ISSN: 2455-5363
Global Journal of Infectious Diseases and Clinical Research
Opinion       Open Access      Peer-Reviewed

A strategy for finding new medicines against the novel coronavirus disease (COVID-19) derived from base pairing with DNA damages

Katsuhito Kino*, Takayuki Ohshima, Taishu Kawada, Takanobu Kobayashi and Hiroshi Miyazawa

Kagawa School of Pharmaceutical Sciences, Tokushima Bunri University, 1314-1 Shido, Sanuki, Kagawa 769-2193, Japan
*Corresponding author: Katsuhito Kino, Kagawa School of Pharmaceutical Sciences, Tokushima Bunri University, 1314-1 Shido, Sanuki, Kagawa 769-2193, Japan, E-mail: kkino@kph.bunri-u.ac.jp
Received: 04 December, 2020 | Accepted: 21 December, 2020 | Published: 22 December, 2020

Cite this as

Kino K, Ohshima T, Kawada T, Kobayashi T, Miyazawa H (2020) A strategy for finding new medicines against the novel coronavirus disease (COVID-19) derived from base pairing with DNA damages. Glob J Infect Dis Clin Res 6(1): 060-061. DOI: 10.17352/2455-5363.000038

The spread of the novel coronavirus disease (COVID-19) has caused a global pandemic. Exiting agents that act on proteins including 3-chymotrypsin-like protease (3CLpro), papain-like protease (PLpro), helicase, RNA-dependent RNA polymerase (RdRp), spike glycoprotein (S protein), and others in similar viruses [1,2] are likely used as antiviral drugs against the novel coronavirus (SARS-CoV-2). Data on Chemical Abstract Service show that the potential drug candidates against 3CLpro and RdRp are more than those against other targets [2].

Remdesivir is a nucleoside analog and a substrate for RdRps of several RNA viruses [3]. Especially, remdesivir has antiviral activity against SARS-CoV-2 [4]. Remdesivir, which mimics the structure of adenosine and forms the base pair with uridine [4], delayed chain termination of RNA synthesis using RdRps of SARS-CoV-2 [5]. Also, favipiravir, ribavirin and N4-hydroxycytidine forming base pairs [3] are suggested to have broad-spectrum antiviral activities. Therefore, some unknown ribonucleoside analogs capable of forming base pairs are likely to be effective in SARS-CoV-2.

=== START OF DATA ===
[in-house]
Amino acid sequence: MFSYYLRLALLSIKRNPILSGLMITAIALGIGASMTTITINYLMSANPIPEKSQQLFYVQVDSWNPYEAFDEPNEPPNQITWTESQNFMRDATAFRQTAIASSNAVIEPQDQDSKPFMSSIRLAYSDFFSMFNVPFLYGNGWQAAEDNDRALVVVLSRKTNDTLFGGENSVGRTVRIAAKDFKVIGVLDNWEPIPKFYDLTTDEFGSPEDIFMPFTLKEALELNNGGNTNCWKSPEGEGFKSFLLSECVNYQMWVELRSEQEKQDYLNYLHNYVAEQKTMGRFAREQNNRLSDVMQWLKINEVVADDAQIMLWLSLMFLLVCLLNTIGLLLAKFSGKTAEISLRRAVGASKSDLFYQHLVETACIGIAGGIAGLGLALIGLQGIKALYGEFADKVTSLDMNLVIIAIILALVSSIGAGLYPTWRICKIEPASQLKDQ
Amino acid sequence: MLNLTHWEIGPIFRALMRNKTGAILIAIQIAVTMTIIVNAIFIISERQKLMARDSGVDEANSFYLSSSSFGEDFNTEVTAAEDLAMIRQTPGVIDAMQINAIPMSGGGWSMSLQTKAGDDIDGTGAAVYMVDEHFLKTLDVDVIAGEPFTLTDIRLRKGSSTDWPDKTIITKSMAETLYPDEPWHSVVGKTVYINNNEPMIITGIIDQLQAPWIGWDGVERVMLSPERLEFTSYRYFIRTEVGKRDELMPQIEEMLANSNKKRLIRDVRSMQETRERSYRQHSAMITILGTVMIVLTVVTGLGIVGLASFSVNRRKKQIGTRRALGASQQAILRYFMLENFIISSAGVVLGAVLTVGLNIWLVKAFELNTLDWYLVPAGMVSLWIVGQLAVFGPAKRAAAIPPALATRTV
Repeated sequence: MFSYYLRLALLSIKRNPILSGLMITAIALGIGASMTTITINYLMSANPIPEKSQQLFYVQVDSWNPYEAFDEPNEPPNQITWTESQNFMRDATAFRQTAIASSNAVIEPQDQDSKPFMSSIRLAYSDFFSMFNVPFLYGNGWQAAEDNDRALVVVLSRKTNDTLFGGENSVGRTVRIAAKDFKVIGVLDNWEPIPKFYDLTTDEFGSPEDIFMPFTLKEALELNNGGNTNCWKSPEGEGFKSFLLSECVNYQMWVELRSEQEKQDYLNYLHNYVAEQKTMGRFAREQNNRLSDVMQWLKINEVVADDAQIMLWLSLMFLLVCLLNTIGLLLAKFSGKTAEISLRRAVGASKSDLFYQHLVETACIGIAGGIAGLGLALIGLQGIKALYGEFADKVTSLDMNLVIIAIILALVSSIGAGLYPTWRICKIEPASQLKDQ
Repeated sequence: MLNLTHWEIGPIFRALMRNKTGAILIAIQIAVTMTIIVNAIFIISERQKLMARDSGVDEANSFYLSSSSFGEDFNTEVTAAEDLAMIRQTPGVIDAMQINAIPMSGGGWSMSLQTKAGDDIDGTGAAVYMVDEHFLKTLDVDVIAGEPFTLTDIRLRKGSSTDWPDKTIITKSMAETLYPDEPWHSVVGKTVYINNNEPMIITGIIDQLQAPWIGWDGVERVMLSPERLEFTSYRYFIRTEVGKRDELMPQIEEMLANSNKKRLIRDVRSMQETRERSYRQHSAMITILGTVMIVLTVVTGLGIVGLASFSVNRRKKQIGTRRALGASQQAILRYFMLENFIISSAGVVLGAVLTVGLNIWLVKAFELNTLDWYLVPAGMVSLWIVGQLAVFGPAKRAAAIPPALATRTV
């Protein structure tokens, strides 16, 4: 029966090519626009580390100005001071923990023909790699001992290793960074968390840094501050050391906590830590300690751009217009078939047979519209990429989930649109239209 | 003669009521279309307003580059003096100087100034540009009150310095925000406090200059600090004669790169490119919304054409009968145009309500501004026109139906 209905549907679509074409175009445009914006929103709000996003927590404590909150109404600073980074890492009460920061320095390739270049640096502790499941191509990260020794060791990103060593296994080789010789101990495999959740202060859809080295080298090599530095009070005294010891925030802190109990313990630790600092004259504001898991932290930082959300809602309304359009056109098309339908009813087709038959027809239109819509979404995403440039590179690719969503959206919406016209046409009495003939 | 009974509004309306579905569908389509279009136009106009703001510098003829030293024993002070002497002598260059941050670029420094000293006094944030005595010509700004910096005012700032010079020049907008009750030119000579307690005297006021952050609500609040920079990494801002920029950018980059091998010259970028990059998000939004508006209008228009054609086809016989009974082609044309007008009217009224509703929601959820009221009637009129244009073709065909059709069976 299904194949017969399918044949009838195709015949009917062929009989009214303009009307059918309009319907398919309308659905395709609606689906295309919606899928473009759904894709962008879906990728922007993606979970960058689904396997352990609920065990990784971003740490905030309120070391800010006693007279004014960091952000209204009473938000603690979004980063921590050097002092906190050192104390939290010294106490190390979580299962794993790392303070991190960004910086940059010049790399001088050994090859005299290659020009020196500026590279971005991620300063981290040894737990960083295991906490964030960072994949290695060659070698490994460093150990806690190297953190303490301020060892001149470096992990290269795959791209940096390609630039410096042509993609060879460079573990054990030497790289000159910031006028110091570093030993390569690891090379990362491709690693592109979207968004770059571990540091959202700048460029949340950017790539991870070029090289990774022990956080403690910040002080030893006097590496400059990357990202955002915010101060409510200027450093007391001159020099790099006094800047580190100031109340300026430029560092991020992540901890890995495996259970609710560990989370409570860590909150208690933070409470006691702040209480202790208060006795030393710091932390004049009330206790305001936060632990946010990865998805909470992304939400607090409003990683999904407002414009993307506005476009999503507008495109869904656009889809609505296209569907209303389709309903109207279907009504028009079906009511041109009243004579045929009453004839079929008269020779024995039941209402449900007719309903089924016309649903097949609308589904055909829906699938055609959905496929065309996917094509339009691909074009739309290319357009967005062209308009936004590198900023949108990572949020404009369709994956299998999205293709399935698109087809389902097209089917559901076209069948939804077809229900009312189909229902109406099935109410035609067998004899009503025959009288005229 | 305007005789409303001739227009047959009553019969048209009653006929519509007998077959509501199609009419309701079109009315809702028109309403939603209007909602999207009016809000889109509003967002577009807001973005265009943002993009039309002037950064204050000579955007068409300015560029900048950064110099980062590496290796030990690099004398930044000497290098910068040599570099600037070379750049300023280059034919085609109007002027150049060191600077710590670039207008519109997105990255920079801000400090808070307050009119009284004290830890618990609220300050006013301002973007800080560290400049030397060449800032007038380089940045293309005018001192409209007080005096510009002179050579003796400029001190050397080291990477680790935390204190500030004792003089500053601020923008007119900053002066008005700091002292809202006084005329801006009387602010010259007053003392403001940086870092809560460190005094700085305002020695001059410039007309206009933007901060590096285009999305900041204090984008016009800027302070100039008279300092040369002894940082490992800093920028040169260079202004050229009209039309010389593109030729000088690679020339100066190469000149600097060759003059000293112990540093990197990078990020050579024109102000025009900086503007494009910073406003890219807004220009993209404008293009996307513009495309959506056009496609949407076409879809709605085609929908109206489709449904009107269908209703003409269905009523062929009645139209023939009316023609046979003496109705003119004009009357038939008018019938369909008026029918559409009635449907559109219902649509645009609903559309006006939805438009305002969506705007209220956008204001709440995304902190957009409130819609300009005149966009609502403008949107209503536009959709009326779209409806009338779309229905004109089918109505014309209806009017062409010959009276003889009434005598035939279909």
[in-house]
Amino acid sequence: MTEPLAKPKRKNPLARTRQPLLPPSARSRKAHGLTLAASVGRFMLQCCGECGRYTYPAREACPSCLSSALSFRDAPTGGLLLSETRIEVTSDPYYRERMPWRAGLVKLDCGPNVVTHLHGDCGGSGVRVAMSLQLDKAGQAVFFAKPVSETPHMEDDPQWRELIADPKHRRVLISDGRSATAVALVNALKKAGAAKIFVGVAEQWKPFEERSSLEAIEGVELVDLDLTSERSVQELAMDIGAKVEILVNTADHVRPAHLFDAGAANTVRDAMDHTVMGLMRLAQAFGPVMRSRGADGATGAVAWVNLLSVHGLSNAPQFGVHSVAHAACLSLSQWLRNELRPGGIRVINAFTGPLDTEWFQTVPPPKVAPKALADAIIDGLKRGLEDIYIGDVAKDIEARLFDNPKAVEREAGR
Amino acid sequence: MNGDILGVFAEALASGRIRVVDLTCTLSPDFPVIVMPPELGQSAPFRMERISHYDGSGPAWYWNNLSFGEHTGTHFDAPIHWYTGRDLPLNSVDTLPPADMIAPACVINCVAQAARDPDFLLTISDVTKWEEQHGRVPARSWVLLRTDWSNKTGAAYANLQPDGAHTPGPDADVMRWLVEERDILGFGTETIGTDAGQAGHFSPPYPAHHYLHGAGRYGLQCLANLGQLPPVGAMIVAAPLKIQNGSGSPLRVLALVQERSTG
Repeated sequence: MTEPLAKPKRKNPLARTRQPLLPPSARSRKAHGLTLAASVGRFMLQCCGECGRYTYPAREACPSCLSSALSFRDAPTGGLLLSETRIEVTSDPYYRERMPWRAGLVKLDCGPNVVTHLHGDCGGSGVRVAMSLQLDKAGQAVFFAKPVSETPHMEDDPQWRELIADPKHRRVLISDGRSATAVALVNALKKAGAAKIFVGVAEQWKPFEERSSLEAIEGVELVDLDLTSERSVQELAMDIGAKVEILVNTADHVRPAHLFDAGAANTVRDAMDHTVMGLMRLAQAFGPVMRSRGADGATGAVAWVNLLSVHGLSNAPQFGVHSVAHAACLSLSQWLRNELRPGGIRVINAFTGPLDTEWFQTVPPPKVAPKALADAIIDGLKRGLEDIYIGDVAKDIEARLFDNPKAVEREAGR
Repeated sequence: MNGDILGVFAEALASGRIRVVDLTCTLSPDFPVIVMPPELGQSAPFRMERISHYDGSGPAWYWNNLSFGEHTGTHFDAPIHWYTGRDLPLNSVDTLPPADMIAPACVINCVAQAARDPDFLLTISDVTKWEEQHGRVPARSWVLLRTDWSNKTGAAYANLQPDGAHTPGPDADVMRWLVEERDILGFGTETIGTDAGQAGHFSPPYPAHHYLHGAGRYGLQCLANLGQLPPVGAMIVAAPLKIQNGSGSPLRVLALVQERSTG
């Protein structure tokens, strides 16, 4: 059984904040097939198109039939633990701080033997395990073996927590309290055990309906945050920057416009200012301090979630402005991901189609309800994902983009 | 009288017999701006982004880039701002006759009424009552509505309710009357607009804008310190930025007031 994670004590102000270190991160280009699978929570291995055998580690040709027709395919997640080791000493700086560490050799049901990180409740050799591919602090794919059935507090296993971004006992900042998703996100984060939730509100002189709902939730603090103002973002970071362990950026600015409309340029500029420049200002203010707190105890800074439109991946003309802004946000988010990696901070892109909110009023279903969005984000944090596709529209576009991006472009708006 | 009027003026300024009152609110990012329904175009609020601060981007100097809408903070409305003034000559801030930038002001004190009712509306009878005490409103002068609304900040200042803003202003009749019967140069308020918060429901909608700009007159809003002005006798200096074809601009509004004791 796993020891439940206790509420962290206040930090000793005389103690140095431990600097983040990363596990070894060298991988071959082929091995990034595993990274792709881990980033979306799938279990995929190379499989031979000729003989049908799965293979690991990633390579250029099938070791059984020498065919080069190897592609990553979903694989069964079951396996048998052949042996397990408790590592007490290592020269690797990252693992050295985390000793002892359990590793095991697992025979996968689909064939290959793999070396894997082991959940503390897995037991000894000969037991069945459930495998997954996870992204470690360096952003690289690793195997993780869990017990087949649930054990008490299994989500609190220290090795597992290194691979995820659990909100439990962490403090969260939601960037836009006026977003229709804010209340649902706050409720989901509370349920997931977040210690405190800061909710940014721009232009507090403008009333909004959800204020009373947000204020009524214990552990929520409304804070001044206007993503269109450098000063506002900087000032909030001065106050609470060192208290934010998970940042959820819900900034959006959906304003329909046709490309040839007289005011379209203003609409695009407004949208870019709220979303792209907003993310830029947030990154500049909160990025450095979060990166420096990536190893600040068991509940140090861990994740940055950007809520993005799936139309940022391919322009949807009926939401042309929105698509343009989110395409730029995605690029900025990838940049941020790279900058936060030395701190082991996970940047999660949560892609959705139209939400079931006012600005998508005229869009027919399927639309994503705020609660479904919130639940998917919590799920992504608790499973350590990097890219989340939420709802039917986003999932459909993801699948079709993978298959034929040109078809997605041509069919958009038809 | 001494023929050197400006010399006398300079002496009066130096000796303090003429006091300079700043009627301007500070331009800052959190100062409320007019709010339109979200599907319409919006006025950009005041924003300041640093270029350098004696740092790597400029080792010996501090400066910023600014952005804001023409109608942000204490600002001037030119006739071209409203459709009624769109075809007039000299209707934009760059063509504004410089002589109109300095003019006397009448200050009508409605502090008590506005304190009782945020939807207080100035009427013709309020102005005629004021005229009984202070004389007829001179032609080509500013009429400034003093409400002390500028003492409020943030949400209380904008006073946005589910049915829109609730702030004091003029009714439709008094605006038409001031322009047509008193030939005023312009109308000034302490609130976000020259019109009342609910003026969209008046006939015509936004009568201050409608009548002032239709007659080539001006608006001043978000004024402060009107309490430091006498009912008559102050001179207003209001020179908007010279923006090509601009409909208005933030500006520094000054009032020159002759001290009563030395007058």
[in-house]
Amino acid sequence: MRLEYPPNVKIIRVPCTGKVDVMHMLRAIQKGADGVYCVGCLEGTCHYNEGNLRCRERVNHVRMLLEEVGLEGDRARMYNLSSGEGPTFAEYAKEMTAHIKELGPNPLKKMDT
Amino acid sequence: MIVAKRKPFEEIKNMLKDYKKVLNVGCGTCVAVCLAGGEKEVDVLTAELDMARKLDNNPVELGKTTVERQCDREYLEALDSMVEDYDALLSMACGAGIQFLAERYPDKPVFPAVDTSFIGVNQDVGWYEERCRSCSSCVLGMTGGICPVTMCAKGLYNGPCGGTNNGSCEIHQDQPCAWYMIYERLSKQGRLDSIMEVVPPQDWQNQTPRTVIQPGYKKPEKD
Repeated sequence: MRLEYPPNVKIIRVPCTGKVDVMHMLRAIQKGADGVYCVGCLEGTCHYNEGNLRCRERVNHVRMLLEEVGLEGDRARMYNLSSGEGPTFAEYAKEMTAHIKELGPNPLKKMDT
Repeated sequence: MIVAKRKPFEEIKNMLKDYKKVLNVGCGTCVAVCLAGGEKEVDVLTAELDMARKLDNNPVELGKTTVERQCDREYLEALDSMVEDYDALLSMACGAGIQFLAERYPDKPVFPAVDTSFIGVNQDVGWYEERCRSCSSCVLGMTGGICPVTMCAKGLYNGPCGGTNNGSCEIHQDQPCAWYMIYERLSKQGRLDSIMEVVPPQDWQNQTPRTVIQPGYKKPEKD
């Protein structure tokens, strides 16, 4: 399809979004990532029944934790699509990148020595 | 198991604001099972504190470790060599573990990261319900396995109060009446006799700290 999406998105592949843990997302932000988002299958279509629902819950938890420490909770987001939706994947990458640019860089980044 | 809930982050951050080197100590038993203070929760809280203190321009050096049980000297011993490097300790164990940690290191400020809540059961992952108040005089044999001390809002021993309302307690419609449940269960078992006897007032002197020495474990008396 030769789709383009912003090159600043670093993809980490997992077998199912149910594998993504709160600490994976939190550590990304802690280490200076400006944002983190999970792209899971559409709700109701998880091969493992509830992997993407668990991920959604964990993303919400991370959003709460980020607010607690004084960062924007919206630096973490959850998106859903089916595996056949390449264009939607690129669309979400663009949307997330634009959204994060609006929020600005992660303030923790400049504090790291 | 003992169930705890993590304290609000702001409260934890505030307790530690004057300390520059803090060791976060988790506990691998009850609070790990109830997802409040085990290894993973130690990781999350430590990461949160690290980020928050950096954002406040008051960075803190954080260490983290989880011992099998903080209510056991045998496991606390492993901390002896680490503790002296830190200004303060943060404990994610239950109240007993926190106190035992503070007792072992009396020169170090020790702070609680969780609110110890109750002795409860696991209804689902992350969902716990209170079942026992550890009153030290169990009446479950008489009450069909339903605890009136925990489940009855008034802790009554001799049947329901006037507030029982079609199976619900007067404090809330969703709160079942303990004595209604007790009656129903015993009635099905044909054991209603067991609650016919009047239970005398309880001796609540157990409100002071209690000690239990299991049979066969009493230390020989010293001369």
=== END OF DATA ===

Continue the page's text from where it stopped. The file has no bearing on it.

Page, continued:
By the way, many DNA damages [6] are ribonucleoside analogs, and the base pairs containing DNA damages were described [3]. Some known and/or unknown DNA damage mimics capable of forming base pairs may be drug candidates for SARS-CoV-2 (The section 13 of the previous review [3]).

There is an urgent need to find new medicines against COVID-19. Instead of synthesizing compounds and examining those effects one by one, the reaction mixtures obtained by the reacting nucleic acid analogs under various conditions are screened as it is, and researchers verify whether each reaction mixture has antiviral activity against SARS-CoV-2. Thereafter some reaction mixtures having antiviral activity are fractionated with high-performance liquid chromatography and so on, and isolating active ingredients will lead to finding any drug candidates quickly (Figure 1). We hope that other researchers will quickly find drug candidates using this strategy, and that COVID-19 will be converged.

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  3. Kino K, Kawada T, Hirao-Suzuki M, Morikawa M, Miyazawa H (2020) Products of oxidative guanine damage form base pairs with guanine. Int J Mol Sci 21: 7645. Link: http://bit.ly/3p94tAs
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  6. manner. Toxics 7: 36. Link: http://bit.ly/2WzLBOQ
© 2020 Kino K, et al. This is an open-access article distributed under the terms of the Creative Commons Attribution License, which permits unrestricted use, distribution, and reproduction in any medium, provided the original author and source are credited.